Renee Engeln, a Northwestern University professor and psychologist who studies body image, told CNN that there is a troubling downside to normalizing digital models. Critics of the fashion world have long accused the industry of foisting unrealistic expectations upon the public, particularly women. Engeln said digital models could exacerbate that trend.
“There is no world in which this is good for women’s health,” she said. “To know that women are going to be comparing themselves to women who . . . are literally inhuman strikes me as some kind of joke that isn’t very funny.”
Lil Miquela is 19 years old, lithe and freckled, with full lips, flawless skin and a studied nonchalance that radiates cool. She already hawks merchandise from brands such as Maison Margiela and Prada, as well as promoting Hollywood movies, a luxury hotel and Barneys Beverly Hills. On her Instagram feed, posts highlighting niche designers and streetwear fashion are interspersed with posts drawing attention to social issues such as police brutality, homelessness and the Trump administration’s child-separation policy.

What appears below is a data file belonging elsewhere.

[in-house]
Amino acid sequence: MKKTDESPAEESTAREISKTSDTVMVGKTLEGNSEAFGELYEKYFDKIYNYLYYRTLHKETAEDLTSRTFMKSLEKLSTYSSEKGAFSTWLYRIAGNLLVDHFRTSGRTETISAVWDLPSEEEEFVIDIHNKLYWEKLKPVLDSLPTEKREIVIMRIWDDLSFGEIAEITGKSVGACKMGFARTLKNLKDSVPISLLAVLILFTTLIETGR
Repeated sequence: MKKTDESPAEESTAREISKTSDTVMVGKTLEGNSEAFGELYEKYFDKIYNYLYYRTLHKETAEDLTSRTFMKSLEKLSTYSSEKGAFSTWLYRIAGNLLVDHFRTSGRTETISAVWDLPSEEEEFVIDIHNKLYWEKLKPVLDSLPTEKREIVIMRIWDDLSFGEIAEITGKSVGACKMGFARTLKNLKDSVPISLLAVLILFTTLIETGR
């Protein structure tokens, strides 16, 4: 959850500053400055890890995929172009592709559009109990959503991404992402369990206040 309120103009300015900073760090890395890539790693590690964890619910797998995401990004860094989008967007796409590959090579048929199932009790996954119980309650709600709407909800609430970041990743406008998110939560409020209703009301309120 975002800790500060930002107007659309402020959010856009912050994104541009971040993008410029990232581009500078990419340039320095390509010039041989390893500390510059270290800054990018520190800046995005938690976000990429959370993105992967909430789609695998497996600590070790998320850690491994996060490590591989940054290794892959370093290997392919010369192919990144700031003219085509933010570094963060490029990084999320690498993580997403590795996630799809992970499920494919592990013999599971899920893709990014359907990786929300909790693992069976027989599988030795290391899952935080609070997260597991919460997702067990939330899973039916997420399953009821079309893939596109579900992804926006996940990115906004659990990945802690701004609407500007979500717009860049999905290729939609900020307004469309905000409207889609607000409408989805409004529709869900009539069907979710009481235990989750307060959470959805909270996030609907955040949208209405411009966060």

Lil Miquela doesn’t hide her virtuality, and her appeal comes from this perceived authenticity, making her attractive to brands, according to Jerry Lu, an investor at Lux Capital who writes about frontier tech. To her followers, Lu said, she is real, even if she lacks physical form.
“You have a population of millennials and Gen Z and who are becoming super fluid with their identities, especially online,” Lu said, noting that some young people have multiple Instagrams for different facets of their lives. “Avatars represent this fluidity of persona, and companies are beginning to realize that having avatars built into their social networks is a useful way to connect with their audience.”